This mission turned out to be rather difficult due to a number of obstacles new journals have to overcome. One of the biggest obstacles is the existence of the journal impact factor, this is a measure of how important a journal is, measured by external organisations such as Scopus and Web of Science. Where the issue is that they are very slow to list new journals, Caux told us “you have to run an infrastructure for years before you are even recognized in these rankings that are more or less systematically still used.” And not being recognized in these rankings has a massive impact on a journal. 

The importance of the journal impact factor was also echoed by Saramifar “This idea of ‘oh big impact factor I must go there’, I try to resist that. However, I suffer the consequences of making this kind of political decision when I apply for grants and the grants say: ‘oh these are really great publications, good journals, but it has not been referred to enough’.” 

Deblais mentions that “as a young researcher you always feel a kind of pressure from the institute, from your employer, to publish in prestigious journals.” Impact factor thus clearly plays a big role in academia, and when a new journal such as SciPost is withheld a ranking it comes down to the platform to maintain and reassure its user base. Caux says: “you spend a lot of diplomatic time effort and goodwill telling people: stay with us. We understand you jumped off the plane, we understand we asked you to jump off the plane without a parachute but we have told you we will give you a parachute before you hit the ground.” 

“[We] don’t want to punish scientists for the stupidity of the administrative side.”

Prof. Jean-Sébastien Caux, Uva & Founder of SciPost

Another big obstacle for SciPost is what Caux calls their: “suicidal business model”. He elaborates: “[We] don’t want to punish scientists for the stupidity of the administrative side. So we tell the scientists we publish [regardless of monetary support] and it has absolutely no influence on the publication decision of your paper. But on the other hand, we can only do that if we can afford to do that (…) So it is a very difficult model to install because of this lack of forced payment.” This does not only form a problem for the organisation now but also prevents SciPost from growing, with Caux stating: “At the moment I’ve got bankruptcy for SciPost only a few months in the future constantly. So I can’t hire a team, I can’t grow. If I grow it’s on my ass during the weekend. So that’s tough and I do my best but I am not a magician.”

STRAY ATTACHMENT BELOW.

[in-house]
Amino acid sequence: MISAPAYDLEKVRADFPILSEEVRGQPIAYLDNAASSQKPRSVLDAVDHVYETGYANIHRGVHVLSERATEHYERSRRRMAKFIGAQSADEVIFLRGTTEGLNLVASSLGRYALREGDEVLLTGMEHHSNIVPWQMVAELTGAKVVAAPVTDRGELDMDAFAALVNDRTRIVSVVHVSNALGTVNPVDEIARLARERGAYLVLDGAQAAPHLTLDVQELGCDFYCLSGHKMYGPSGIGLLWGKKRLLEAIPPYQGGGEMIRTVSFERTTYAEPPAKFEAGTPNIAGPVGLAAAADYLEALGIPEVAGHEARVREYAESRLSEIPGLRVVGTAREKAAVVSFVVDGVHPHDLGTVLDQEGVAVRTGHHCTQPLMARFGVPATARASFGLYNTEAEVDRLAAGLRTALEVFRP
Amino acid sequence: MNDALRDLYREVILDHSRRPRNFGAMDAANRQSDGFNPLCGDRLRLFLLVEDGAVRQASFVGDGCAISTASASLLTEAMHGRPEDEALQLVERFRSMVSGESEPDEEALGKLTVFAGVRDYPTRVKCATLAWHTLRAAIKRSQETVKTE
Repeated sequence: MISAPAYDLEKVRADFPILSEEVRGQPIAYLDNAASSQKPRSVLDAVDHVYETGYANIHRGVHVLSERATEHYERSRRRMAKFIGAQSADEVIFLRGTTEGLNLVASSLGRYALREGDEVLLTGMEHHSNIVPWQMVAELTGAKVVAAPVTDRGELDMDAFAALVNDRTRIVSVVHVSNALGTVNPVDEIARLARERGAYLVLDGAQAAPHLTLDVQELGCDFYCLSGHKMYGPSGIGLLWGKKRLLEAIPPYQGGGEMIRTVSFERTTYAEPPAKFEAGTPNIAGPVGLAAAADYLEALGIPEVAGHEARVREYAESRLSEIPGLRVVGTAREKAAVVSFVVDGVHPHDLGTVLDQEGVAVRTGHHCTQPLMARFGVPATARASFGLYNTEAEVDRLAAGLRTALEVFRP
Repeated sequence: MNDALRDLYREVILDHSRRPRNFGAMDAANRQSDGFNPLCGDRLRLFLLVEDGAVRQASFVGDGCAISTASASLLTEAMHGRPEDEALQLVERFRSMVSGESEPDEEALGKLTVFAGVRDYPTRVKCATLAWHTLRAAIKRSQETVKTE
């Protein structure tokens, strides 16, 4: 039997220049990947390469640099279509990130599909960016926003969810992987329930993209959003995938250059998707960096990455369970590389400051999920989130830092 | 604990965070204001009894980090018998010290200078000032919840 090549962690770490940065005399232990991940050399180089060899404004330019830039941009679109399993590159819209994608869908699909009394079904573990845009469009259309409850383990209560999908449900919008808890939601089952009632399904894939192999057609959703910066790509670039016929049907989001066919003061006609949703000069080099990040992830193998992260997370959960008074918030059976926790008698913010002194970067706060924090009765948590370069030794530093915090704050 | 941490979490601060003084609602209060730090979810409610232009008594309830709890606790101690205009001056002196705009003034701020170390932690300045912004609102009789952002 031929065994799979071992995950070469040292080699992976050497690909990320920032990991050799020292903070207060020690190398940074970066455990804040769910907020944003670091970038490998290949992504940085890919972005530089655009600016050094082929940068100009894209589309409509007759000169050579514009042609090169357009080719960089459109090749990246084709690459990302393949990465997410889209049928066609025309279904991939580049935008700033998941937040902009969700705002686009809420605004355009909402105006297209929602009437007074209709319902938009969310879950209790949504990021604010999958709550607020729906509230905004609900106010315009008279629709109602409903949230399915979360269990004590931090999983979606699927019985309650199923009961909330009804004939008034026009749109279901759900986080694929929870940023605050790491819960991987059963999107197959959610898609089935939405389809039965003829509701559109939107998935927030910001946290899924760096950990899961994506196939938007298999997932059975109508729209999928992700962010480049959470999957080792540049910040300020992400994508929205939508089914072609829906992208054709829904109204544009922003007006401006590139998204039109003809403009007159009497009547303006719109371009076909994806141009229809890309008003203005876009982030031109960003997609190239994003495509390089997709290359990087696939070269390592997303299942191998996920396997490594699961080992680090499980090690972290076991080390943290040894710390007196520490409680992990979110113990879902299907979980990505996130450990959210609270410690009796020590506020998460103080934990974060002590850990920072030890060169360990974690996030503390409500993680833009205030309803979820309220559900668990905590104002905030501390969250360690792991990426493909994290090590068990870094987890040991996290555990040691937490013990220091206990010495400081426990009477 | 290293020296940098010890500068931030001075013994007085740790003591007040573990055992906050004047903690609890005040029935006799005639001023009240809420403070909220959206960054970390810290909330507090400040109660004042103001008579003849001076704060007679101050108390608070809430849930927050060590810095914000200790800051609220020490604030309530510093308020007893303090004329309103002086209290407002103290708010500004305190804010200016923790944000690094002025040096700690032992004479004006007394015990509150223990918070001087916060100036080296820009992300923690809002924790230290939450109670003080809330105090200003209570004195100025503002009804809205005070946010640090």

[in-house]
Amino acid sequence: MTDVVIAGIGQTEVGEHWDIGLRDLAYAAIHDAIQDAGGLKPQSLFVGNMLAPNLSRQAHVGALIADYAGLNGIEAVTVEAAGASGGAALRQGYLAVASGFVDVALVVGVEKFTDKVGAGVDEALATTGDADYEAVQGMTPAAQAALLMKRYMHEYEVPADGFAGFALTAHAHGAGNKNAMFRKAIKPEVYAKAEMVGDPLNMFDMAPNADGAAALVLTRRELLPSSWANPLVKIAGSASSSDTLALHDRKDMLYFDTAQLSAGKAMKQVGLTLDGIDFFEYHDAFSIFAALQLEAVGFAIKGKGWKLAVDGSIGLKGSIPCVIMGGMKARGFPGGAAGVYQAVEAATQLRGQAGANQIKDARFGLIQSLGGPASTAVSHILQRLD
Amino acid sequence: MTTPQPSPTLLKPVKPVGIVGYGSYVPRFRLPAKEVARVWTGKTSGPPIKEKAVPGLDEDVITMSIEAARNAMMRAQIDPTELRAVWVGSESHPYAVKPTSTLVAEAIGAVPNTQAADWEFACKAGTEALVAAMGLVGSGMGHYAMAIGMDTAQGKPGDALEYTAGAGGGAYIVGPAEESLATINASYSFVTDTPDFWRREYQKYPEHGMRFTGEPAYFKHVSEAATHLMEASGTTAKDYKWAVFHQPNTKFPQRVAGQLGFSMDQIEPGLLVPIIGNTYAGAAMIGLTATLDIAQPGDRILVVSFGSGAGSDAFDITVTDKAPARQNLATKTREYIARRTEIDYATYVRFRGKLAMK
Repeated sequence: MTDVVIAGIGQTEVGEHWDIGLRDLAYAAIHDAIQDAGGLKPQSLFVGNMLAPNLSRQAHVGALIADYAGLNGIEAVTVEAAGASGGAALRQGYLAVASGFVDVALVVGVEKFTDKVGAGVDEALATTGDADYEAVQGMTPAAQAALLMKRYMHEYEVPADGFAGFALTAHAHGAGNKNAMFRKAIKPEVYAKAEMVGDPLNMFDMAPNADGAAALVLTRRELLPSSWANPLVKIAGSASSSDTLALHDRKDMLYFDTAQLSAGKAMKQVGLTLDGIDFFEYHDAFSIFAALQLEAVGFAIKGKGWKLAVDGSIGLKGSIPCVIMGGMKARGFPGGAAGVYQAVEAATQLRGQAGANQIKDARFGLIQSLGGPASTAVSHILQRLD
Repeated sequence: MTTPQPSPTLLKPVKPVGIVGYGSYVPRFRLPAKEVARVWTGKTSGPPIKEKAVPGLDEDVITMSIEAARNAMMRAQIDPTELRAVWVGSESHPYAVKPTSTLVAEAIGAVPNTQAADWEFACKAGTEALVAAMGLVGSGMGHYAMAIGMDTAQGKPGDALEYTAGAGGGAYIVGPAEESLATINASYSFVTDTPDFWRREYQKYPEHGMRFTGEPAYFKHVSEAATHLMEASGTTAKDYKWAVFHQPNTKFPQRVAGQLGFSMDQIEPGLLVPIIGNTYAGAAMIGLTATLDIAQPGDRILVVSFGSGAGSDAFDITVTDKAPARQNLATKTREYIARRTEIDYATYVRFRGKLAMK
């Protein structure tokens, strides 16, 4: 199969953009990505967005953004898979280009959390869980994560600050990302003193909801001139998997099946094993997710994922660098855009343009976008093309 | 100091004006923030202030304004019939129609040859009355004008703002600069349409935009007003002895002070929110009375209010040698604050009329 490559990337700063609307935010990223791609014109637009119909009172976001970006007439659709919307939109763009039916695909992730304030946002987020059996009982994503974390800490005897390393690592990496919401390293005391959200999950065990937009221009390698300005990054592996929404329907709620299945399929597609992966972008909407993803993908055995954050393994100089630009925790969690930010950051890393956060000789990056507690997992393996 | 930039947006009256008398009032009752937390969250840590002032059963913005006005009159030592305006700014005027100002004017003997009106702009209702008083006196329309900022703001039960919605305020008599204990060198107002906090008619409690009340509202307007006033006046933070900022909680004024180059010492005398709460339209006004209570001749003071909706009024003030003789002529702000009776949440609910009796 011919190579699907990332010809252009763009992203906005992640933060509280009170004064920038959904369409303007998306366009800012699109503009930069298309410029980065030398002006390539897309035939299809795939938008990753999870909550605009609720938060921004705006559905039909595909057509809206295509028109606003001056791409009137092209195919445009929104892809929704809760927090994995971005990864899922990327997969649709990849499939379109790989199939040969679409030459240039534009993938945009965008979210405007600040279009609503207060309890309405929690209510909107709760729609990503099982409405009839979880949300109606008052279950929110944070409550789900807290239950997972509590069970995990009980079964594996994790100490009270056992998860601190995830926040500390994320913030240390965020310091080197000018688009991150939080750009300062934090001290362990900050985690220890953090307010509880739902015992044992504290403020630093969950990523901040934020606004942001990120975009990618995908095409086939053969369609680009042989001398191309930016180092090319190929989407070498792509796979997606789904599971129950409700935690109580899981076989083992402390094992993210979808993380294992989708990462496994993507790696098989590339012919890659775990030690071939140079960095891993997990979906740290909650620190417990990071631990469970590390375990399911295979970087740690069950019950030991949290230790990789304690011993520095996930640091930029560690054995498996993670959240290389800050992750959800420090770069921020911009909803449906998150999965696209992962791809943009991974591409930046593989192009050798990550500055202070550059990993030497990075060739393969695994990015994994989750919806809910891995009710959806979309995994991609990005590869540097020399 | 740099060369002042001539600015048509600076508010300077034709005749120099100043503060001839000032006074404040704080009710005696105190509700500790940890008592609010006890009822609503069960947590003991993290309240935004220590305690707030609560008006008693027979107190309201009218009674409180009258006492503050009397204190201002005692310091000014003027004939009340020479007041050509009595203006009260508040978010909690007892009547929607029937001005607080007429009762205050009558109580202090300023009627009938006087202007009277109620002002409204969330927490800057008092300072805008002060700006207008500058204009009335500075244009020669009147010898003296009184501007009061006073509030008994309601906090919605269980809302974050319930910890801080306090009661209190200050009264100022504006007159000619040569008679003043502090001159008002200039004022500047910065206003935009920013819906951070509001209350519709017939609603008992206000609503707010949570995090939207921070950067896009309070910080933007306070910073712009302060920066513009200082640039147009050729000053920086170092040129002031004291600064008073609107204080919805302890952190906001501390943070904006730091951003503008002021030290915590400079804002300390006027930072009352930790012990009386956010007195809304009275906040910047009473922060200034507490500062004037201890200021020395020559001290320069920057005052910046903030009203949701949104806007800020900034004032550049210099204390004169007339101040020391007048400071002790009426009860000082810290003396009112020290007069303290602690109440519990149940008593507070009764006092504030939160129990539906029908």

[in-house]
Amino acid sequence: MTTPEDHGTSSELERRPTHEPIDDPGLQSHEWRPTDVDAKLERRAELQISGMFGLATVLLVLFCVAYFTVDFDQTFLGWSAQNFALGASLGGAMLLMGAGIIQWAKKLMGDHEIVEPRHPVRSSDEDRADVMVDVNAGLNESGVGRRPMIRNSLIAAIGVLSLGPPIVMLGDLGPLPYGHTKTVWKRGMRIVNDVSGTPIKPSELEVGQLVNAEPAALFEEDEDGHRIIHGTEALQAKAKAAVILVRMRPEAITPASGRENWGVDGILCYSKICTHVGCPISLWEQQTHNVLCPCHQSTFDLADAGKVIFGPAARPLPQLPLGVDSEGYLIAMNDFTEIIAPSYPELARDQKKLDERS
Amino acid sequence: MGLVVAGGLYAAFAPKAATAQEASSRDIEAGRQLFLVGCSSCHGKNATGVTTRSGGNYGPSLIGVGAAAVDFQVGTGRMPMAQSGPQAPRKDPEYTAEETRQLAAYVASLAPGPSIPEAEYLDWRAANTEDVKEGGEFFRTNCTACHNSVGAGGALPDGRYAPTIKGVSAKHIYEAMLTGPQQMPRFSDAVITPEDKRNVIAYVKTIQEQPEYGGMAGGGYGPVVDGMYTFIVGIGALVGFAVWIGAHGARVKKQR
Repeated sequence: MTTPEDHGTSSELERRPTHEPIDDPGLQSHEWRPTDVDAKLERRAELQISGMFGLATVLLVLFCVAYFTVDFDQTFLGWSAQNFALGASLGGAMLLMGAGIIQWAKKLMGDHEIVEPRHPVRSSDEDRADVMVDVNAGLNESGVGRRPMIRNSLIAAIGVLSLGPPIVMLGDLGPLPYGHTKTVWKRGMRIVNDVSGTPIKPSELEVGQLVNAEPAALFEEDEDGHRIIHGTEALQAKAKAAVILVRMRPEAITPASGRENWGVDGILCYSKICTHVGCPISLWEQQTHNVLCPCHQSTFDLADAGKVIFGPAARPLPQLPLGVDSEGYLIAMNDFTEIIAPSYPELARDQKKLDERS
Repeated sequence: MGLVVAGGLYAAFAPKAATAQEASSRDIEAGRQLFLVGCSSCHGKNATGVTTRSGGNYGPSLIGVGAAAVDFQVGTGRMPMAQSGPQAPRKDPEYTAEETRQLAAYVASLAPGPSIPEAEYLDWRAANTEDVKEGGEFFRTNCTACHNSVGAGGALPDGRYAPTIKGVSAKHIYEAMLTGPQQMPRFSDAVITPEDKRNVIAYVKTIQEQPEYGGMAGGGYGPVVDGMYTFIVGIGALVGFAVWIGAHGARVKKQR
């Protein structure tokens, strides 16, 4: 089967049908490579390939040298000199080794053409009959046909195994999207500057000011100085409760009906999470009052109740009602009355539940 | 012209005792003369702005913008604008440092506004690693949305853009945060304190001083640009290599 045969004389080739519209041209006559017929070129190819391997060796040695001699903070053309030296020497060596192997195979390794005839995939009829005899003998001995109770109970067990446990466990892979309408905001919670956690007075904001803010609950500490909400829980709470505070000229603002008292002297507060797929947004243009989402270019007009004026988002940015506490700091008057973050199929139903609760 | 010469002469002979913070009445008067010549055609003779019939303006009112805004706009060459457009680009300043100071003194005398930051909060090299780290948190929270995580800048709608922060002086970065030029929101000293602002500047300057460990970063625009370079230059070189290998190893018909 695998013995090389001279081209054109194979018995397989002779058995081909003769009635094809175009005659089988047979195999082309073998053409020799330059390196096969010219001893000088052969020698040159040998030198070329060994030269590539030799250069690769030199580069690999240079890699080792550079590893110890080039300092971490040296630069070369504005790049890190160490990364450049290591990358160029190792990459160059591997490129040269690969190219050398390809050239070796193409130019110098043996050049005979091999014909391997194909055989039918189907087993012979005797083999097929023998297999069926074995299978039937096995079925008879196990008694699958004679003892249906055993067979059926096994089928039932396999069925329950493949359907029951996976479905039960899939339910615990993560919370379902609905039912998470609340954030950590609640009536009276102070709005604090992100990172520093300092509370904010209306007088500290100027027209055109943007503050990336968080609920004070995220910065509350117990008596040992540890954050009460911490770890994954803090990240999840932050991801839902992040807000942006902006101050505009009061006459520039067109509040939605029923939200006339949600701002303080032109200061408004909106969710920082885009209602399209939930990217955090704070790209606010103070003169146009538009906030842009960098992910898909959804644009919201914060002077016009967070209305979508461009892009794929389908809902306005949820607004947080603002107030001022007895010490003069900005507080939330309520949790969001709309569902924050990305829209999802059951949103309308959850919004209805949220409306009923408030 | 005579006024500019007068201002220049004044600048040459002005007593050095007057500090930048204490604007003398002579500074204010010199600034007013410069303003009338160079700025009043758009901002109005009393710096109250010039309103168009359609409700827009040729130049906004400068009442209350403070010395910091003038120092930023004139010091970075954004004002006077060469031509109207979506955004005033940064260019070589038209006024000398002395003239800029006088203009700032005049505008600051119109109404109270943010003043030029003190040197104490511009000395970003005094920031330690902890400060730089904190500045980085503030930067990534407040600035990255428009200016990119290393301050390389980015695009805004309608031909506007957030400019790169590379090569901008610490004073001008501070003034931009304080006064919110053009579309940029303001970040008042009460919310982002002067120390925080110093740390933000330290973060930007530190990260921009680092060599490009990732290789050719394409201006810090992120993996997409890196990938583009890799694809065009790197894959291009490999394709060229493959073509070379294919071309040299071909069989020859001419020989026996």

In spite of these obstacles Caux and the SciPost Foundation have managed to successfully establish themselves within the field of physics, with the journal SciPost Physics. Soon after the launch of SciPost, Caux noticed that: “there were lots of young people sending their papers in. Sometimes even single-author young people and I really had not expected that.” This surprised him so much that he even ran an informal survey with a few of these young applicants: “I asked them ‘Why are you publishing in SciPost?’ and they all had the same response: “Look it’s very simple, it’s not the old farts who are going to change the system because they have no incentive to change it, it’s the system that put them up there in the first place and they are out in a few years. I, however, am staying for 40 years in academia and if the system doesn’t change then I am stuck with that system for 40 years. So take my paper please.” This interest and political will from the younger generation at an early stage was not only surprising to Caux but also a big motivation to continue his work.

Author: Luuk Kuiper

Physics student at Amsterdam University College